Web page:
DENECKE, Chief Justice.
Defendant was convicted, in a trial to a jury, of burglary in the first degree and of murder. The trial court imposed the mandatory life sentence for murder, and the maximum term of imprisonment, 20 years, for the burglary. The sentences are to run consecutively. The Court of Appeals affirmed. 29 Or.App. 15, 562 P.2d 220 (1977).
Petitioner asserts he was convicted of felony murder. Criminal homicide is defined as murder when it is committed intentionally ("intentional murder") or, if unintentionally, in connection with certain felonies ("felony murder").
In State v. Woolard, 259 Or. 232, 484 P.2d 314, 485 P.2d 1194 (1971), we considered a similar problem; however, as the Court of Appeals pointed out, the precise holding of Woolard is inapplicable. The defendant in Woolard was charged with and convicted of both burglary in a dwelling, committed by breaking and entering with intent to steal, and larceny in a dwelling, committed on the same occasion. The applicable statutes did not expressly indicate whether the legislature intended to authorize multiple sentences under those circumstances. In the absence of any such indication, and because the penalty for burglary in a dwelling was significantly more severe than the penalty for larceny in a dwelling, we concluded that the legislature intended the punishment for the burglary to also constitute the punishment for the larceny which might follow.
In the present case, as in Woolard, we are without express guidance either in the statute or the legislative history as to the legislature's intent. We know only that it has provided for a substantially enhanced penalty for unintended homicide when committed while attempting, carrying out, or escaping after any of certain serious felonies. All of the listed felonies are inherently dangerous to human life. When that danger is realized and a life is taken, although unintentionally, during the commission of one of those crimes, the legislature has provided a mandatory sentence of life imprisonment.
During oral argument, there was considerable discussion about whether we could properly reach the issue involved here. Although the indictment charged only felony murder and burglary, the jury was instructed, at the state's request, that it could find defendant guilty of murder if it found that the defendant had killed the victim either intentionally or in the course and in furtherance of the burglary. Although defendant excepted to this instruction, he has not assigned it as error on appeal,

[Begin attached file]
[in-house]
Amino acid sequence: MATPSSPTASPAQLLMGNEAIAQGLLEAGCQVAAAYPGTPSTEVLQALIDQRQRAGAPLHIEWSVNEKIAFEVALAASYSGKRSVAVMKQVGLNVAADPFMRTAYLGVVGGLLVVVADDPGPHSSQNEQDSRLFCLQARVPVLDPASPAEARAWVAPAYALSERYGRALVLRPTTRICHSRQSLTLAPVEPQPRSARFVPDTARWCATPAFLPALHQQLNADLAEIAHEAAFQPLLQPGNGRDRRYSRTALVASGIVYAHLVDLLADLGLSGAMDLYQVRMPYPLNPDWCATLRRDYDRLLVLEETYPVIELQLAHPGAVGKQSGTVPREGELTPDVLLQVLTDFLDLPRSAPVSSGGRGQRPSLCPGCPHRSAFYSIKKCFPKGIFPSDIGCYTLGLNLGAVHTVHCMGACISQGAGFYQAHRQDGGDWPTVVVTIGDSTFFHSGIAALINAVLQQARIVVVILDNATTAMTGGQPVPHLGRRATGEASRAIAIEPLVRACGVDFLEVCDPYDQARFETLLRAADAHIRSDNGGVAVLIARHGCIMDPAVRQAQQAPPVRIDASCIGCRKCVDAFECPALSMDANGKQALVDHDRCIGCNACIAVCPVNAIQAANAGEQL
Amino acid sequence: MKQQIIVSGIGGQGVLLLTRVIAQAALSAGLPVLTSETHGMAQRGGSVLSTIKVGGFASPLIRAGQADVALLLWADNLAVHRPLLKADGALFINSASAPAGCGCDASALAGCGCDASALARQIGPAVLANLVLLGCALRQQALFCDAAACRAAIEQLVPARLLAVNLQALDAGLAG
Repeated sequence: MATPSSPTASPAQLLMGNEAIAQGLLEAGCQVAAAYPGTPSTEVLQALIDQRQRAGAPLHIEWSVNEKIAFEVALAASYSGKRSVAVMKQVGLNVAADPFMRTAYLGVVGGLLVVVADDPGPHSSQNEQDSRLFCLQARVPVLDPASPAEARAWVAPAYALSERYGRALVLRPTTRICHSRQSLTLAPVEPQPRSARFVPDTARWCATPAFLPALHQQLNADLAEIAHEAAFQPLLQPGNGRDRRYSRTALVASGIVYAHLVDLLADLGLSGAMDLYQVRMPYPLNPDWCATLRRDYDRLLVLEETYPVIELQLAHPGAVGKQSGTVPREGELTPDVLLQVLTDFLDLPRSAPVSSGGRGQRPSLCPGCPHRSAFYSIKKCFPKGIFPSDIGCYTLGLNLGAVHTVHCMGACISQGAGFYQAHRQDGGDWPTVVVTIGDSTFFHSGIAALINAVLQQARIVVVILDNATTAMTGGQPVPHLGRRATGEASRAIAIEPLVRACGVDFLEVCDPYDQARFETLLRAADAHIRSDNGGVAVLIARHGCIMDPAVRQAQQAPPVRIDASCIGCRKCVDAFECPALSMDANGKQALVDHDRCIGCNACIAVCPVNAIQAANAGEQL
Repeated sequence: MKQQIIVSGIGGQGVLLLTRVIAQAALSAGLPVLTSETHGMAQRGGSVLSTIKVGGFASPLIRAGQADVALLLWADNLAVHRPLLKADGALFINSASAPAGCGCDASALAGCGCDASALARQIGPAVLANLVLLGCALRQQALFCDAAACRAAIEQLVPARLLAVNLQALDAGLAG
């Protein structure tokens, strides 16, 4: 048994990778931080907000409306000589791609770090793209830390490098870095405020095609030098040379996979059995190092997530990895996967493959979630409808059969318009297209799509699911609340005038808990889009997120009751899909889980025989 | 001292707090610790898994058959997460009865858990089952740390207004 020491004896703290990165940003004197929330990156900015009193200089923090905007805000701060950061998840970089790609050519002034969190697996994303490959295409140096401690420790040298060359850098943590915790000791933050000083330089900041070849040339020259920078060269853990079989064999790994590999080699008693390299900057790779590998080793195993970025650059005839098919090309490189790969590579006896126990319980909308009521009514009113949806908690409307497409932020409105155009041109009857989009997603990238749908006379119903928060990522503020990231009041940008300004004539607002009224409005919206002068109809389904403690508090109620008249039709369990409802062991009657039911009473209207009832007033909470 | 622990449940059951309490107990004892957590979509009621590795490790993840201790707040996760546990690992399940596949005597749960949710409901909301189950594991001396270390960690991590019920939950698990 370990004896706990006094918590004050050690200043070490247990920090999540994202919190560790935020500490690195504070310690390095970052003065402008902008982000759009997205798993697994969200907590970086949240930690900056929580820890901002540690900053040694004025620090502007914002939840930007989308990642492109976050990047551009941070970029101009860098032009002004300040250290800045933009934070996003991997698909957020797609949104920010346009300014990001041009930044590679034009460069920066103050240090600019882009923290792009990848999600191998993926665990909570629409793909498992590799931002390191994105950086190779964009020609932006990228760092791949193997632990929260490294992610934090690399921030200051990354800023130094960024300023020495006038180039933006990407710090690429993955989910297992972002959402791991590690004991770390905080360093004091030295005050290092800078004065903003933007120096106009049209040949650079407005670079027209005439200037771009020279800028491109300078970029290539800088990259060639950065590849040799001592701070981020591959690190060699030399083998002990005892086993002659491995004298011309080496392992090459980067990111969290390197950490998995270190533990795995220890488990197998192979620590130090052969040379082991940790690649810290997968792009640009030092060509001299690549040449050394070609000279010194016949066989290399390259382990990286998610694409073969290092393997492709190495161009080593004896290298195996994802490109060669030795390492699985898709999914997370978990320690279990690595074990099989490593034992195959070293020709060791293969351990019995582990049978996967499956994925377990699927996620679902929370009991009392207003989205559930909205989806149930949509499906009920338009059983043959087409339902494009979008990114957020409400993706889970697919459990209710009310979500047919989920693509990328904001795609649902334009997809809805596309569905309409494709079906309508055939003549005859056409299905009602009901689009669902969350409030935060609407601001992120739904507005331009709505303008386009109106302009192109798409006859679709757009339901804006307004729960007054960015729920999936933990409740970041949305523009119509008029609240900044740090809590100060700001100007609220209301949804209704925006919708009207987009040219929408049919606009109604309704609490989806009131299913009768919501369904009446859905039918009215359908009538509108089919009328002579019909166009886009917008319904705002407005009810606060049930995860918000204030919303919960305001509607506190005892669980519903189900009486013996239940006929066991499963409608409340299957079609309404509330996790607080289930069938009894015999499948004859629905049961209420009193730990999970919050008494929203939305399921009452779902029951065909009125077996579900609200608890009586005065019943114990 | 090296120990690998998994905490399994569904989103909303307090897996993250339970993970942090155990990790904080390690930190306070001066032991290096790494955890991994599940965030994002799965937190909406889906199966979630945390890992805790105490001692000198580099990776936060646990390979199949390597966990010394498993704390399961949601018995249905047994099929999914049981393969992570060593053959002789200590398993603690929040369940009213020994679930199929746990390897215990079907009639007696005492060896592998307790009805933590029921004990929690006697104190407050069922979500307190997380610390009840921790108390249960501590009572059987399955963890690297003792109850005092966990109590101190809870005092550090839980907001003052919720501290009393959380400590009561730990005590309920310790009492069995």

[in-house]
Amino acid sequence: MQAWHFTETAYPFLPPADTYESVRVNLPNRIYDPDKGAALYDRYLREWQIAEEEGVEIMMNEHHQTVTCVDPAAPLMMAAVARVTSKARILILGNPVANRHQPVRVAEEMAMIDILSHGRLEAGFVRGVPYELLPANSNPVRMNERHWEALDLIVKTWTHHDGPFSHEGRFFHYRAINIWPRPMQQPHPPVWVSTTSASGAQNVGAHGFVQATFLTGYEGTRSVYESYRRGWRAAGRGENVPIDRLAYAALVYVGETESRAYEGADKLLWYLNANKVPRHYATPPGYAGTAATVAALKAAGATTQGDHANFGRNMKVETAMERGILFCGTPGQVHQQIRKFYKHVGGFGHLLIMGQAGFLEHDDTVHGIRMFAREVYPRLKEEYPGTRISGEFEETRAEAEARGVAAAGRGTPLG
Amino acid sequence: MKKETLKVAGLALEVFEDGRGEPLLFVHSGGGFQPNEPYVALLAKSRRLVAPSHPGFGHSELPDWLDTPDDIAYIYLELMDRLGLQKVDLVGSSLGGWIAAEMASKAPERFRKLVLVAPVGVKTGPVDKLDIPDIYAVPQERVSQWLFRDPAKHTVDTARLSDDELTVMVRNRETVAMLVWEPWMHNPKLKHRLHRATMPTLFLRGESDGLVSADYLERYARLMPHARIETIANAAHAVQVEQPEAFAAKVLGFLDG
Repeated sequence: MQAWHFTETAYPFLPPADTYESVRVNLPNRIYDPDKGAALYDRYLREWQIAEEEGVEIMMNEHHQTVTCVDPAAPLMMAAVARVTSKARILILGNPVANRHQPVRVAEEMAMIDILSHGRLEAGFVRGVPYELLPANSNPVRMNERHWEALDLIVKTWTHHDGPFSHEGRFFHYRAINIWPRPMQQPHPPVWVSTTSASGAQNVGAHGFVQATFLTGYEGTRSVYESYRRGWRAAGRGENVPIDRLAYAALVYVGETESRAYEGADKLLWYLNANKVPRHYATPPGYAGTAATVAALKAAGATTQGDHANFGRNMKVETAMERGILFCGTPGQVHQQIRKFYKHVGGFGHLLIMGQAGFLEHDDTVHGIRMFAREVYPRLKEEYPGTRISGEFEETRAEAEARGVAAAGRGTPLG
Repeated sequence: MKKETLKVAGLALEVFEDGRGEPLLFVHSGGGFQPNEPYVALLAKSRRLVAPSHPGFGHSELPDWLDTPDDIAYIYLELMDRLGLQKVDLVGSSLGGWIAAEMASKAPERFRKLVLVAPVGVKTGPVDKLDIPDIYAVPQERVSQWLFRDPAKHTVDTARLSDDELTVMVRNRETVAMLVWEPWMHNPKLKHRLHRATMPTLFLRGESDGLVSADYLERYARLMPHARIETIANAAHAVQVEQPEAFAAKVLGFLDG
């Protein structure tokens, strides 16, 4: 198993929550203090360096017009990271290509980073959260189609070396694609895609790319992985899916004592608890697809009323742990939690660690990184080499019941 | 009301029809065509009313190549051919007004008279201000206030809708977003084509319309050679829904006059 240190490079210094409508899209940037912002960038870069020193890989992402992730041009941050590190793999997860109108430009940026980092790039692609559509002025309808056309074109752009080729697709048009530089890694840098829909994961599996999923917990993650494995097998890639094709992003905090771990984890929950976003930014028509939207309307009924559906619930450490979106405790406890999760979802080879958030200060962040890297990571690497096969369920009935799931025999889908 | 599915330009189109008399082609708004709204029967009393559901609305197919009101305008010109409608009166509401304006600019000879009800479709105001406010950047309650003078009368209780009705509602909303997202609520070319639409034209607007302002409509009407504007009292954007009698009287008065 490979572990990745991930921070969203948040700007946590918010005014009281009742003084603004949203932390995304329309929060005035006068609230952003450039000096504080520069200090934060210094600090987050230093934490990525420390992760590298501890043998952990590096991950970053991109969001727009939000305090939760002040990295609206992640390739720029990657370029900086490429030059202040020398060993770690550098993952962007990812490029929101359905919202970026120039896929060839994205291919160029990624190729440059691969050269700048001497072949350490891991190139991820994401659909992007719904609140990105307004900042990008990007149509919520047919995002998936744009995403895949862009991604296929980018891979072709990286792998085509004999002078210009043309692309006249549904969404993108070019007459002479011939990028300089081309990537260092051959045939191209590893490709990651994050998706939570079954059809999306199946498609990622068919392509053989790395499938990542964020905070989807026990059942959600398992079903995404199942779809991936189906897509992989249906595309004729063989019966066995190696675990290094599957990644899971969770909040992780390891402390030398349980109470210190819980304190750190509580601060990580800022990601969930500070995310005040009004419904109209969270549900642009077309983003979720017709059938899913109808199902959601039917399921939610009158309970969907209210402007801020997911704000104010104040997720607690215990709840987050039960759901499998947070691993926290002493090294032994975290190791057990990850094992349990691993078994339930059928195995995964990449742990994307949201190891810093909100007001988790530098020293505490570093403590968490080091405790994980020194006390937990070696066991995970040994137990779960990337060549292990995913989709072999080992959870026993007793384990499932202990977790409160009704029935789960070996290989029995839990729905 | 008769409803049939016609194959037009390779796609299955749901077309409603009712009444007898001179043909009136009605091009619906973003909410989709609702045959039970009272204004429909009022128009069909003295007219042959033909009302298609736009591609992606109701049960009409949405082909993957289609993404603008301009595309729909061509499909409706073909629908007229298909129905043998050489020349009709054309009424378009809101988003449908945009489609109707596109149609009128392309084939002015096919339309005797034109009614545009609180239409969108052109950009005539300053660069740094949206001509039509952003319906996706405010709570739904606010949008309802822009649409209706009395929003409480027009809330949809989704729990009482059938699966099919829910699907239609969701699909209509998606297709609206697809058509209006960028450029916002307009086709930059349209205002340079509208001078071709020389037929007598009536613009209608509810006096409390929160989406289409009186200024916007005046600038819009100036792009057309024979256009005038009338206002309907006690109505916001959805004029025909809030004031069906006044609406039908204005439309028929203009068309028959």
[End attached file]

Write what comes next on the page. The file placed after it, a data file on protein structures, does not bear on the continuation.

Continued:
The possible consequences of the ambiguity were equally foreseeable by both the state and the defendant. The cause of the ambiguity was the prosecution's decision to proceed against defendant on intentional murder and felony murder and to request an instruction permitting the jury to convict of murder on either theory (or a combination of the two). The prosecution took
Defendant also contends that the jury should have been instructed on the statutory presumption that a blood alcohol level of .10% or more indicates that the subject is under the influence of alcohol.
The sentence for the burglary is vacated. The conviction and sentence for murder are affirmed.
LINDE, Justice, concurring.
In the instructions referred to in the court's opinion, the trial court not only submitted to the jury two alternative theories of murder, only one of which was charged in the indictment; the court also told the jury that they could find the defendant guilty of murder though they did not agree whether it was intentional or felony murder.
However, defendant objected only to the first aspect of the instruction stated above and did not pursue even that objection on appeal. Thus only the burglary sentence must be vacated.
LENT, J., joins in this concurring opinion.
It is not necessary for all of you as jurors to agree on whether the Defendant committed intentional murder or felony murder so long as you unanimously agree that the Defendant is guilty beyond a reasonable doubt of murder; that is some of you could feel that the Defendant is guilty under one theory and some of you could feel that the Defendant is guilty under another theory and you could still agree on a verdict provided you all agree that one way or the other a murder was committed by the Defendant.